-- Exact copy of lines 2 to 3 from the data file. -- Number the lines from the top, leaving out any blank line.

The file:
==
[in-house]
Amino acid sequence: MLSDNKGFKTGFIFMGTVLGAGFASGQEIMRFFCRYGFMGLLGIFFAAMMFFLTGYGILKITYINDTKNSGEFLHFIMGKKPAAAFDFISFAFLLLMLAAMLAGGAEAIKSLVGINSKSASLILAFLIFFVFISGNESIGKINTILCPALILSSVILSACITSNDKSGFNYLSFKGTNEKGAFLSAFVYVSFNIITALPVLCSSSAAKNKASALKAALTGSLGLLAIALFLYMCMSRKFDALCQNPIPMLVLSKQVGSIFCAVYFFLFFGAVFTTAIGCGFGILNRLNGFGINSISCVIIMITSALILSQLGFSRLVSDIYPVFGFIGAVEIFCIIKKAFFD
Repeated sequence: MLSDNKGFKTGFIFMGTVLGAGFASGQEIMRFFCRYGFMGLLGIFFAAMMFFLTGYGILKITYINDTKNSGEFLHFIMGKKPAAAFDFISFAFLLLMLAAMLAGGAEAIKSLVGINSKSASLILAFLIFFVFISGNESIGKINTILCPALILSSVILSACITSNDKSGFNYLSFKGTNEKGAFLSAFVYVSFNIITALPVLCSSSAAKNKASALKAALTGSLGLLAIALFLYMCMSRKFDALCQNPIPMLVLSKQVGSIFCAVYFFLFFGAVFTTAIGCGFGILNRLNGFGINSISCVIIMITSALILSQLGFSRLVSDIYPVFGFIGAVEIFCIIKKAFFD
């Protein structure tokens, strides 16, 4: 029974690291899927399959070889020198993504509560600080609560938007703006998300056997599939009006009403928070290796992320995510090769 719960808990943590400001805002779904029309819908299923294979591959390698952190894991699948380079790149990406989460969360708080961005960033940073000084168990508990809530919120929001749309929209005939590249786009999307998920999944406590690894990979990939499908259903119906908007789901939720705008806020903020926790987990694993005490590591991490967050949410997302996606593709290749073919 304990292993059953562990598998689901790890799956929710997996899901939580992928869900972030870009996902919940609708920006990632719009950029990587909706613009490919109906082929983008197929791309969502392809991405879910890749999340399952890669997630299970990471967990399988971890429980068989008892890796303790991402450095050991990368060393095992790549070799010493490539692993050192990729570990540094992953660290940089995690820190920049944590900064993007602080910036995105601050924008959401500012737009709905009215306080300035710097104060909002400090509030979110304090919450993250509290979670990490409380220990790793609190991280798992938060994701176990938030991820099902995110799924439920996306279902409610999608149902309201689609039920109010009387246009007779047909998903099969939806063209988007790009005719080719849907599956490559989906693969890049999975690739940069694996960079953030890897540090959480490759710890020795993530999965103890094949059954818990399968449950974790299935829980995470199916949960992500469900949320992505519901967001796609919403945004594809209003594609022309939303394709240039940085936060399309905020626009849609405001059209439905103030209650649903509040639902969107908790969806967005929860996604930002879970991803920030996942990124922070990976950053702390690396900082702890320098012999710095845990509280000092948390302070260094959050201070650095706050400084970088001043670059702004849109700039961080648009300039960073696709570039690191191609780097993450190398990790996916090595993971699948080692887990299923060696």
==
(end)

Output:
Amino acid sequence: MLSDNKGFKTGFIFMGTVLGAGFASGQEIMRFFCRYGFMGLLGIFFAAMMFFLTGYGILKITYINDTKNSGEFLHFIMGKKPAAAFDFISFAFLLLMLAAMLAGGAEAIKSLVGINSKSASLILAFLIFFVFISGNESIGKINTILCPALILSSVILSACITSNDKSGFNYLSFKGTNEKGAFLSAFVYVSFNIITALPVLCSSSAAKNKASALKAALTGSLGLLAIALFLYMCMSRKFDALCQNPIPMLVLSKQVGSIFCAVYFFLFFGAVFTTAIGCGFGILNRLNGFGINSISCVIIMITSALILSQLGFSRLVSDIYPVFGFIGAVEIFCIIKKAFFD
Repeated sequence: MLSDNKGFKTGFIFMGTVLGAGFASGQEIMRFFCRYGFMGLLGIFFAAMMFFLTGYGILKITYINDTKNSGEFLHFIMGKKPAAAFDFISFAFLLLMLAAMLAGGAEAIKSLVGINSKSASLILAFLIFFVFISGNESIGKINTILCPALILSSVILSACITSNDKSGFNYLSFKGTNEKGAFLSAFVYVSFNIITALPVLCSSSAAKNKASALKAALTGSLGLLAIALFLYMCMSRKFDALCQNPIPMLVLSKQVGSIFCAVYFFLFFGAVFTTAIGCGFGILNRLNGFGINSISCVIIMITSALILSQLGFSRLVSDIYPVFGFIGAVEIFCIIKKAFFD